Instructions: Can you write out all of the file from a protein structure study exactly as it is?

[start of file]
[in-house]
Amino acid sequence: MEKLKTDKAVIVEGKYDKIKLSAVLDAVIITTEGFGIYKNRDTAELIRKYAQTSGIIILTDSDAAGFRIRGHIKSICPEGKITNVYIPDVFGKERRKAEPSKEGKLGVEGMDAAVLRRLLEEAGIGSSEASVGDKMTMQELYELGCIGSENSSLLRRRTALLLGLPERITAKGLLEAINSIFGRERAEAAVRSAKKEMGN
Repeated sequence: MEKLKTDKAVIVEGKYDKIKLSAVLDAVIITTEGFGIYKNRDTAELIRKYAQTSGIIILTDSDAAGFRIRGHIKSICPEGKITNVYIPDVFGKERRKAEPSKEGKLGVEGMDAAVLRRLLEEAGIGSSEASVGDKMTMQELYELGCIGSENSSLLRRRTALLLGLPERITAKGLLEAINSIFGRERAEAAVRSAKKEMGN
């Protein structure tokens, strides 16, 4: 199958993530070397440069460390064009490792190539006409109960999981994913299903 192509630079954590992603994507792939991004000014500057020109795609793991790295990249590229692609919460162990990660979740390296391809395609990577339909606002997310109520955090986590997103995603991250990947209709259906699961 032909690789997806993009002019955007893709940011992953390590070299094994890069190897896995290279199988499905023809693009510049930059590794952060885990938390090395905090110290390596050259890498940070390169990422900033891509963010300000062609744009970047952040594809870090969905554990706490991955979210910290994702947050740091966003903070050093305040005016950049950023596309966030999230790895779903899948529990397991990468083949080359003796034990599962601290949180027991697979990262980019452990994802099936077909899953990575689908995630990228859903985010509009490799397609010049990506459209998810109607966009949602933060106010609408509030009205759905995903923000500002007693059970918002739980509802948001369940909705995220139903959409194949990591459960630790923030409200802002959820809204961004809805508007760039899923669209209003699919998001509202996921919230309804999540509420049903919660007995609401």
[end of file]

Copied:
[in-house]
Amino acid sequence: MEKLKTDKAVIVEGKYDKIKLSAVLDAVIITTEGFGIYKNRDTAELIRKYAQTSGIIILTDSDAAGFRIRGHIKSICPEGKITNVYIPDVFGKERRKAEPSKEGKLGVEGMDAAVLRRLLEEAGIGSSEASVGDKMTMQELYELGCIGSENSSLLRRRTALLLGLPERITAKGLLEAINSIFGRERAEAAVRSAKKEMGN
Repeated sequence: MEKLKTDKAVIVEGKYDKIKLSAVLDAVIITTEGFGIYKNRDTAELIRKYAQTSGIIILTDSDAAGFRIRGHIKSICPEGKITNVYIPDVFGKERRKAEPSKEGKLGVEGMDAAVLRRLLEEAGIGSSEASVGDKMTMQELYELGCIGSENSSLLRRRTALLLGLPERITAKGLLEAINSIFGRERAEAAVRSAKKEMGN
């Protein structure tokens, strides 16, 4: 199958993530070397440069460390064009490792190539006409109960999981994913299903 192509630079954590992603994507792939991004000014500057020109795609793991790295990249590229692609919460162990990660979740390296391809395609990577339909606002997310109520955090986590997103995603991250990947209709259906699961 032909690789997806993009002019955007893709940011992953390590070299094994890069190897896995290279199988499905023809693009510049930059590794952060885990938390090395905090110290390596050259890498940070390169990422900033891509963010300000062609744009970047952040594809870090969905554990706490991955979210910290994702947050740091966003903070050093305040005016950049950023596309966030999230790895779903899948529990397991990468083949080359003796034990599962601290949180027991697979990262980019452990994802099936077909899953990575689908995630990228859903985010509009490799397609010049990506459209998810109607966009949602933060106010609408509030009205759905995903923000500002007693059970918002739980509802948001369940909705995220139903959409194949990591459960630790923030409200802002959820809204961004809805508007760039899923669209209003699919998001509202996921919230309804999540509420049903919660007995609401």